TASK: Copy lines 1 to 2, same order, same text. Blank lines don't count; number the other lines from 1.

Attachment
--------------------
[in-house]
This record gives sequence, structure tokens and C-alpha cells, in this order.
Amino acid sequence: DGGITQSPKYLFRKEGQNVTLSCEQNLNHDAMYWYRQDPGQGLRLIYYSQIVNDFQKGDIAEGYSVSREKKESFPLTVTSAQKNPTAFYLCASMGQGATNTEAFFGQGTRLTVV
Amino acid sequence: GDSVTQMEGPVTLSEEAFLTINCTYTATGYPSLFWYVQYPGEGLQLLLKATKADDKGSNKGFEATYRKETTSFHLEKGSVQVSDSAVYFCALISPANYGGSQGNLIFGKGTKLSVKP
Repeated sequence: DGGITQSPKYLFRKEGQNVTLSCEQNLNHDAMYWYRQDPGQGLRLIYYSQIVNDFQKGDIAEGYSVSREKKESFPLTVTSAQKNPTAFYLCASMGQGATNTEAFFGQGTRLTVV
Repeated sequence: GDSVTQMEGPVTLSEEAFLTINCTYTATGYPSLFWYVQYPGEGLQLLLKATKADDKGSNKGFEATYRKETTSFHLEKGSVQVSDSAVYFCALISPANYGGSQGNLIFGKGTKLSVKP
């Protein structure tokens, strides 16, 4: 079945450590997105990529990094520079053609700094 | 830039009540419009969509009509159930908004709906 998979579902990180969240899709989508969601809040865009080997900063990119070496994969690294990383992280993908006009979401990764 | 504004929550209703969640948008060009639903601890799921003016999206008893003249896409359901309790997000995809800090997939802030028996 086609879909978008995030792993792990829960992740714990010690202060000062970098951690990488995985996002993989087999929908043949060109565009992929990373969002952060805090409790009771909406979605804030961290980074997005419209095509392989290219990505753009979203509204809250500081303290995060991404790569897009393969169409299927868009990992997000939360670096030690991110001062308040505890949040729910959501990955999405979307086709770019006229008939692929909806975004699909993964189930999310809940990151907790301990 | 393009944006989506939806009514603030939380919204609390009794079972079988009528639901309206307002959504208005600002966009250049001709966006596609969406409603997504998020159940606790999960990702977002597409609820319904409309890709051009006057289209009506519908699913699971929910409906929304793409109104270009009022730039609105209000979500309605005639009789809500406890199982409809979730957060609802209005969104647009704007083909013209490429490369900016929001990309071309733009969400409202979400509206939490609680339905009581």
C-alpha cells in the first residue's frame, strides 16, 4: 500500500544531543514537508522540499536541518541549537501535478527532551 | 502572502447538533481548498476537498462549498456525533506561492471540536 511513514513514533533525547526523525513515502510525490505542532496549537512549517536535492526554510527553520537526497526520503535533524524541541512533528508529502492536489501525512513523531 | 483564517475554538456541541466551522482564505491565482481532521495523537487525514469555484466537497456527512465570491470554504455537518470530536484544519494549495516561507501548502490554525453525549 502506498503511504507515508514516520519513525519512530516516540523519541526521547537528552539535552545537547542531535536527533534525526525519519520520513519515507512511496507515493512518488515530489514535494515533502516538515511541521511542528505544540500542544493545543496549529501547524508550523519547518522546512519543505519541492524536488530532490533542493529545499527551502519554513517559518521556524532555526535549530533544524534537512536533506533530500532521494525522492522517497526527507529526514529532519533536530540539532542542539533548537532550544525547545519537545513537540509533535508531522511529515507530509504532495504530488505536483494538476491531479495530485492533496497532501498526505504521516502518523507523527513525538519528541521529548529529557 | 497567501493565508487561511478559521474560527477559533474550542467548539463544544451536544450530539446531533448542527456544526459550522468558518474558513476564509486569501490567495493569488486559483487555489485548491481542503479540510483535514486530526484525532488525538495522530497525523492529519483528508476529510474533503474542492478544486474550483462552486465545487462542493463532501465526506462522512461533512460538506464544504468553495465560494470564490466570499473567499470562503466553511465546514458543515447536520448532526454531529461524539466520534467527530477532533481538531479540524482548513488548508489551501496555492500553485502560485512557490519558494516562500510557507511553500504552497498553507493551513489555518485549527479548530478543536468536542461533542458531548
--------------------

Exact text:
[in-house]
This record gives sequence, structure tokens and C-alpha cells, in this order.